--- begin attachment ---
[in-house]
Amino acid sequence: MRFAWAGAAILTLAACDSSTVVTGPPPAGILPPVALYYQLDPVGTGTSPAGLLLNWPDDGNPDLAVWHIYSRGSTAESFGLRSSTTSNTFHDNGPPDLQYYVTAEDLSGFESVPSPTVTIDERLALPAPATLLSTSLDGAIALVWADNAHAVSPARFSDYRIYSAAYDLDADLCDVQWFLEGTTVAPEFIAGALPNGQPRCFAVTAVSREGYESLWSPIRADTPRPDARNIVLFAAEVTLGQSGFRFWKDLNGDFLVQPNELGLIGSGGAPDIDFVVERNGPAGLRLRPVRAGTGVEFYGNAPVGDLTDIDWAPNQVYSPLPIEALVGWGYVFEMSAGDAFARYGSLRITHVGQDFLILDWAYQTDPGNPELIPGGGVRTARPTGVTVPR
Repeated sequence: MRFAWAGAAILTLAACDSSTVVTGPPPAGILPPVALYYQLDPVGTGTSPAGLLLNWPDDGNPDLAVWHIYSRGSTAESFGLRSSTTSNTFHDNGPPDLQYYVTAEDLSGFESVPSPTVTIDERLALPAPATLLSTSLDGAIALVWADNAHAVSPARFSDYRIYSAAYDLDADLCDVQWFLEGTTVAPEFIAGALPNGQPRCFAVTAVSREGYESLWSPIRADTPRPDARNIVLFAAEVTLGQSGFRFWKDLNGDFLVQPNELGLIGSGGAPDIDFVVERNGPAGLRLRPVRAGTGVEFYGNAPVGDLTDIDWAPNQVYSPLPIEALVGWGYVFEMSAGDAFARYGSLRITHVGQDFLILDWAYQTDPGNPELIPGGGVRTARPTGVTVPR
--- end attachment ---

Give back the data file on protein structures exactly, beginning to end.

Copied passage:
[in-house]
Amino acid sequence: MRFAWAGAAILTLAACDSSTVVTGPPPAGILPPVALYYQLDPVGTGTSPAGLLLNWPDDGNPDLAVWHIYSRGSTAESFGLRSSTTSNTFHDNGPPDLQYYVTAEDLSGFESVPSPTVTIDERLALPAPATLLSTSLDGAIALVWADNAHAVSPARFSDYRIYSAAYDLDADLCDVQWFLEGTTVAPEFIAGALPNGQPRCFAVTAVSREGYESLWSPIRADTPRPDARNIVLFAAEVTLGQSGFRFWKDLNGDFLVQPNELGLIGSGGAPDIDFVVERNGPAGLRLRPVRAGTGVEFYGNAPVGDLTDIDWAPNQVYSPLPIEALVGWGYVFEMSAGDAFARYGSLRITHVGQDFLILDWAYQTDPGNPELIPGGGVRTARPTGVTVPR
Repeated sequence: MRFAWAGAAILTLAACDSSTVVTGPPPAGILPPVALYYQLDPVGTGTSPAGLLLNWPDDGNPDLAVWHIYSRGSTAESFGLRSSTTSNTFHDNGPPDLQYYVTAEDLSGFESVPSPTVTIDERLALPAPATLLSTSLDGAIALVWADNAHAVSPARFSDYRIYSAAYDLDADLCDVQWFLEGTTVAPEFIAGALPNGQPRCFAVTAVSREGYESLWSPIRADTPRPDARNIVLFAAEVTLGQSGFRFWKDLNGDFLVQPNELGLIGSGGAPDIDFVVERNGPAGLRLRPVRAGTGVEFYGNAPVGDLTDIDWAPNQVYSPLPIEALVGWGYVFEMSAGDAFARYGSLRITHVGQDFLILDWAYQTDPGNPELIPGGGVRTARPTGVTVPR